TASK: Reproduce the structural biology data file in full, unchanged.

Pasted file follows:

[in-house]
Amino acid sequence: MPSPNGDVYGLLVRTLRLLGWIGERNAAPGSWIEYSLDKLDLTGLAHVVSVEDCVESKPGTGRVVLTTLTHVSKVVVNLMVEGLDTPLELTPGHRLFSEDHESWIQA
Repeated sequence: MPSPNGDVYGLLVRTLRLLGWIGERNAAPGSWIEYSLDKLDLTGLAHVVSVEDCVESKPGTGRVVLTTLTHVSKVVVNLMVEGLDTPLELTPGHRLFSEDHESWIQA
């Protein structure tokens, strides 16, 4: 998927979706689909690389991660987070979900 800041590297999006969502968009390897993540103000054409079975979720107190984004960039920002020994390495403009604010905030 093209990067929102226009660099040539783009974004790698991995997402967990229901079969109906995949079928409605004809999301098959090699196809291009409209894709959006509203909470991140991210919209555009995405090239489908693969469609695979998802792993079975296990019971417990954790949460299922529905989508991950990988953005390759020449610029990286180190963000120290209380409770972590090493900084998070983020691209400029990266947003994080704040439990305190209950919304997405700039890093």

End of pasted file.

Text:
[in-house]
Amino acid sequence: MPSPNGDVYGLLVRTLRLLGWIGERNAAPGSWIEYSLDKLDLTGLAHVVSVEDCVESKPGTGRVVLTTLTHVSKVVVNLMVEGLDTPLELTPGHRLFSEDHESWIQA
Repeated sequence: MPSPNGDVYGLLVRTLRLLGWIGERNAAPGSWIEYSLDKLDLTGLAHVVSVEDCVESKPGTGRVVLTTLTHVSKVVVNLMVEGLDTPLELTPGHRLFSEDHESWIQA
């Protein structure tokens, strides 16, 4: 998927979706689909690389991660987070979900 800041590297999006969502968009390897993540103000054409079975979720107190984004960039920002020994390495403009604010905030 093209990067929102226009660099040539783009974004790698991995997402967990229901079969109906995949079928409605004809999301098959090699196809291009409209894709959006509203909470991140991210919209555009995405090239489908693969469609695979998802792993079975296990019971417990954790949460299922529905989508991950990988953005390759020449610029990286180190963000120290209380409770972590090493900084998070983020691209400029990266947003994080704040439990305190209950919304997405700039890093």